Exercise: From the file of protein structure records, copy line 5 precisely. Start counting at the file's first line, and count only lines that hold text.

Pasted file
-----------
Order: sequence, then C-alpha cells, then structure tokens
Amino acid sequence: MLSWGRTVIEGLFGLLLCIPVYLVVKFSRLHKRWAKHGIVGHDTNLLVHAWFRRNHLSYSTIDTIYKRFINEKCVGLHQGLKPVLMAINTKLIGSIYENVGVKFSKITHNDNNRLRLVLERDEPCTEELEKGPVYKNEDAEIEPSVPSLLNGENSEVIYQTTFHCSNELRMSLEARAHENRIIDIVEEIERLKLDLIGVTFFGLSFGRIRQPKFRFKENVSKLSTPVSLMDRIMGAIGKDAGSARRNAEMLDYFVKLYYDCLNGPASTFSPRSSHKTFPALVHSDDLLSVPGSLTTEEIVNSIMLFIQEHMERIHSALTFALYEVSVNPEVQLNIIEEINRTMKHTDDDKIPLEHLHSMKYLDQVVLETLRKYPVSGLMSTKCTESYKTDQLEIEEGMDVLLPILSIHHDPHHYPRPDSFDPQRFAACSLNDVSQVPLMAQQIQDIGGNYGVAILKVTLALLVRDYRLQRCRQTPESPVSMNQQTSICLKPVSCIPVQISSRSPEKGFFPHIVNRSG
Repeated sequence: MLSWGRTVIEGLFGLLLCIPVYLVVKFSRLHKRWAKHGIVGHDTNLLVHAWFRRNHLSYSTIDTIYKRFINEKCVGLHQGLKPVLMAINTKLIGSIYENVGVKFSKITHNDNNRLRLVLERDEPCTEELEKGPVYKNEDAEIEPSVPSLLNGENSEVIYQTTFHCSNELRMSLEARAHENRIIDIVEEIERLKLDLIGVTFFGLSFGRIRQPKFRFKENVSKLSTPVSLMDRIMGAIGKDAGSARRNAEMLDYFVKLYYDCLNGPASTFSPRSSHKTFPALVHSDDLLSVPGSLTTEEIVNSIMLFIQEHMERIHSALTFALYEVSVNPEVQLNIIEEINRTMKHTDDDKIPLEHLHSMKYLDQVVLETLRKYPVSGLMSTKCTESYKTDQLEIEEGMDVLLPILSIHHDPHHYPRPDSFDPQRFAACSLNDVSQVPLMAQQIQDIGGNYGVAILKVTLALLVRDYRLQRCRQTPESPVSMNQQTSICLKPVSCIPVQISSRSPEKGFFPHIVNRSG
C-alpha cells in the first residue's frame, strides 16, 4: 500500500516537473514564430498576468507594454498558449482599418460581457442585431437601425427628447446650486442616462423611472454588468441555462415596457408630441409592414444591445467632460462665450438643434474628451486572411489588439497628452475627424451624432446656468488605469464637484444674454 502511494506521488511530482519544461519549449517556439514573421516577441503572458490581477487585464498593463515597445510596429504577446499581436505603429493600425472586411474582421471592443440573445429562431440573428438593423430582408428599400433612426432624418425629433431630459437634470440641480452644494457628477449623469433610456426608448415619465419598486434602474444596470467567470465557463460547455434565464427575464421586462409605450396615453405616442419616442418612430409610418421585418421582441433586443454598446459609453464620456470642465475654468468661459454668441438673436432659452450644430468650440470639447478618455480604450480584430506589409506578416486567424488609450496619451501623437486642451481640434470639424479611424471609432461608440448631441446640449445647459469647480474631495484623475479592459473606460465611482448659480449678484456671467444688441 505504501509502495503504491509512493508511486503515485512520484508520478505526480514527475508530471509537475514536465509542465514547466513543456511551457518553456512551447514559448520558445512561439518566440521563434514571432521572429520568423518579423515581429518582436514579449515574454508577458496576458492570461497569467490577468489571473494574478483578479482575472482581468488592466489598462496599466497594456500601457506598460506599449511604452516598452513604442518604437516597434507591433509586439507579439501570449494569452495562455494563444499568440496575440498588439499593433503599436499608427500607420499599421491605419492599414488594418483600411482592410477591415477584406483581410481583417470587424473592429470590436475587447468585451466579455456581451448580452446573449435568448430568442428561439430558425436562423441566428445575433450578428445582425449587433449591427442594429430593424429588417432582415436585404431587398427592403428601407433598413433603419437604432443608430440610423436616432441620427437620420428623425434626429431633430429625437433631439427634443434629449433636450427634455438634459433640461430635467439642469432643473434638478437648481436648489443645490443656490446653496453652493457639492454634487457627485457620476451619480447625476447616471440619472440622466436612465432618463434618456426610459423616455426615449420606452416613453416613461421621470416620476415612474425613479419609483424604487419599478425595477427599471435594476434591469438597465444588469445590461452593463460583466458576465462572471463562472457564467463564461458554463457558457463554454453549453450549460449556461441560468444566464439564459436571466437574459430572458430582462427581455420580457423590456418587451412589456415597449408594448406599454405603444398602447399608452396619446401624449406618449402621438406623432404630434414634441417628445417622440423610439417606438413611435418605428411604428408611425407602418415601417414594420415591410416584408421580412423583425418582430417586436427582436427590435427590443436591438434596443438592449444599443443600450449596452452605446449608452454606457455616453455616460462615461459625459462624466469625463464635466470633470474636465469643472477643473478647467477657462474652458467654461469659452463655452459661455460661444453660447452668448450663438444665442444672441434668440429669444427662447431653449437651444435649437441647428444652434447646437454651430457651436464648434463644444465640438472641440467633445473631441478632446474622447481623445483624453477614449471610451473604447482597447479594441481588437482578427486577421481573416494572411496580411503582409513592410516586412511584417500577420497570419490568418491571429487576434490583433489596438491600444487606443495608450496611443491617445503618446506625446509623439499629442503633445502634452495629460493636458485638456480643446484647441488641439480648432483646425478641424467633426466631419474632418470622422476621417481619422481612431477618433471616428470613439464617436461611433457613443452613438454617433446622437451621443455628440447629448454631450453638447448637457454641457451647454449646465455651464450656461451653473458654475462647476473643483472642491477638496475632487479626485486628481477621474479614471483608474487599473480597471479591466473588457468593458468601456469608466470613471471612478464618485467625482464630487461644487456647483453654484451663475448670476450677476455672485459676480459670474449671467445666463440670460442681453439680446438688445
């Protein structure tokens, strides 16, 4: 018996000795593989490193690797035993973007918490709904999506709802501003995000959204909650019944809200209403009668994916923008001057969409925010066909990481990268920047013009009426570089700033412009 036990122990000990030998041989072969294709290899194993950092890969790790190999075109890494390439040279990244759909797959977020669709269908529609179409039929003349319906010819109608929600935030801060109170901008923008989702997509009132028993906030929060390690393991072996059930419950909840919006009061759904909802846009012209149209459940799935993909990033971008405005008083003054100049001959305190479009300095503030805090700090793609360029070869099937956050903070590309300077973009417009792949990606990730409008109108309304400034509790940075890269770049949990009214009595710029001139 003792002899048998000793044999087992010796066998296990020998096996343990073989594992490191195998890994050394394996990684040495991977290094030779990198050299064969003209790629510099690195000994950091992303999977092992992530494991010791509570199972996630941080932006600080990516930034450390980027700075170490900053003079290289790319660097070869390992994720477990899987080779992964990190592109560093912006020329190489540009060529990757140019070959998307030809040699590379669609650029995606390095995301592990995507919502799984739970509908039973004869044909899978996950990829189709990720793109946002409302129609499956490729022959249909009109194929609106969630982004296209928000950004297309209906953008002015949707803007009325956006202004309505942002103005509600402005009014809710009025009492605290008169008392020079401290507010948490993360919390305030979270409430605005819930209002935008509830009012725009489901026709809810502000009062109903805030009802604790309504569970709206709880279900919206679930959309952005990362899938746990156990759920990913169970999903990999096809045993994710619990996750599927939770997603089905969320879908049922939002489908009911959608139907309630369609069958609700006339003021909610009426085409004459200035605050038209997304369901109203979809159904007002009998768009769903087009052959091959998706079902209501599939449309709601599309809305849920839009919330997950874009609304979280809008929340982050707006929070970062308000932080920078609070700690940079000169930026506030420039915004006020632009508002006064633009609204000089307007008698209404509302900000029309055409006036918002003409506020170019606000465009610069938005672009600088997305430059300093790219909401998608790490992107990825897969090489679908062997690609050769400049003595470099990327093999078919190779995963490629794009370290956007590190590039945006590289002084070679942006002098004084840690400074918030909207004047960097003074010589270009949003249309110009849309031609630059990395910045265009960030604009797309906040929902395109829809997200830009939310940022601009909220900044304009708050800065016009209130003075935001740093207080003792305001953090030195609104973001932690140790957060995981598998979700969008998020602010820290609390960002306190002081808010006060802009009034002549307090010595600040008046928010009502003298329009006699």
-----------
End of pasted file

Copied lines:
């Protein structure tokens, strides 16, 4: 018996000795593989490193690797035993973007918490709904999506709802501003995000959204909650019944809200209403009668994916923008001057969409925010066909990481990268920047013009009426570089700033412009 036990122990000990030998041989072969294709290899194993950092890969790790190999075109890494390439040279990244759909797959977020669709269908529609179409039929003349319906010819109608929600935030801060109170901008923008989702997509009132028993906030929060390690393991072996059930419950909840919006009061759904909802846009012209149209459940799935993909990033971008405005008083003054100049001959305190479009300095503030805090700090793609360029070869099937956050903070590309300077973009417009792949990606990730409008109108309304400034509790940075890269770049949990009214009595710029001139 003792002899048998000793044999087992010796066998296990020998096996343990073989594992490191195998890994050394394996990684040495991977290094030779990198050299064969003209790629510099690195000994950091992303999977092992992530494991010791509570199972996630941080932006600080990516930034450390980027700075170490900053003079290289790319660097070869390992994720477990899987080779992964990190592109560093912006020329190489540009060529990757140019070959998307030809040699590379669609650029995606390095995301592990995507919502799984739970509908039973004869044909899978996950990829189709990720793109946002409302129609499956490729022959249909009109194929609106969630982004296209928000950004297309209906953008002015949707803007009325956006202004309505942002103005509600402005009014809710009025009492605290008169008392020079401290507010948490993360919390305030979270409430605005819930209002935008509830009012725009489901026709809810502000009062109903805030009802604790309504569970709206709880279900919206679930959309952005990362899938746990156990759920990913169970999903990999096809045993994710619990996750599927939770997603089905969320879908049922939002489908009911959608139907309630369609069958609700006339003021909610009426085409004459200035605050038209997304369901109203979809159904007002009998768009769903087009052959091959998706079902209501599939449309709601599309809305849920839009919330997950874009609304979280809008929340982050707006929070970062308000932080920078609070700690940079000169930026506030420039915004006020632009508002006064633009609204000089307007008698209404509302900000029309055409006036918002003409506020170019606000465009610069938005672009600088997305430059300093790219909401998608790490992107990825897969090489679908062997690609050769400049003595470099990327093999078919190779995963490629794009370290956007590190590039945006590289002084070679942006002098004084840690400074918030909207004047960097003074010589270009949003249309110009849309031609630059990395910045265009960030604009797309906040929902395109829809997200830009939310940022601009909220900044304009708050800065016009209130003075935001740093207080003792305001953090030195609104973001932690140790957060995981598998979700969008998020602010820290609390960002306190002081808010006060802009009034002549307090010595600040008046928010009502003298329009006699």